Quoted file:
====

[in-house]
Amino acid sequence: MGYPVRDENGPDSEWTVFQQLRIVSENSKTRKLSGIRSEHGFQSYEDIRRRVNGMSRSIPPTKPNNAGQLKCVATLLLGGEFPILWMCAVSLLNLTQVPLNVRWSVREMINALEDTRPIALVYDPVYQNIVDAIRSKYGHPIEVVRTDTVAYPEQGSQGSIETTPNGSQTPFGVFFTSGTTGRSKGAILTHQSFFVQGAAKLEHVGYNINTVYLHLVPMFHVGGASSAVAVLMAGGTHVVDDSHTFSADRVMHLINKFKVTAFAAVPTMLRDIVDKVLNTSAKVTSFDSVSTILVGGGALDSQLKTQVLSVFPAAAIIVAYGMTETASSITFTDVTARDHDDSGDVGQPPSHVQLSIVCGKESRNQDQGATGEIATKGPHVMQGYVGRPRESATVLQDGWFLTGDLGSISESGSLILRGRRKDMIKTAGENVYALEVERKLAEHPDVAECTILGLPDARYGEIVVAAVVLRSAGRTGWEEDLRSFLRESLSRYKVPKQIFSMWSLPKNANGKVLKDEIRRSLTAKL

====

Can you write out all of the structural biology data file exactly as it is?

[in-house]
Amino acid sequence: MGYPVRDENGPDSEWTVFQQLRIVSENSKTRKLSGIRSEHGFQSYEDIRRRVNGMSRSIPPTKPNNAGQLKCVATLLLGGEFPILWMCAVSLLNLTQVPLNVRWSVREMINALEDTRPIALVYDPVYQNIVDAIRSKYGHPIEVVRTDTVAYPEQGSQGSIETTPNGSQTPFGVFFTSGTTGRSKGAILTHQSFFVQGAAKLEHVGYNINTVYLHLVPMFHVGGASSAVAVLMAGGTHVVDDSHTFSADRVMHLINKFKVTAFAAVPTMLRDIVDKVLNTSAKVTSFDSVSTILVGGGALDSQLKTQVLSVFPAAAIIVAYGMTETASSITFTDVTARDHDDSGDVGQPPSHVQLSIVCGKESRNQDQGATGEIATKGPHVMQGYVGRPRESATVLQDGWFLTGDLGSISESGSLILRGRRKDMIKTAGENVYALEVERKLAEHPDVAECTILGLPDARYGEIVVAAVVLRSAGRTGWEEDLRSFLRESLSRYKVPKQIFSMWSLPKNANGKVLKDEIRRSLTAKL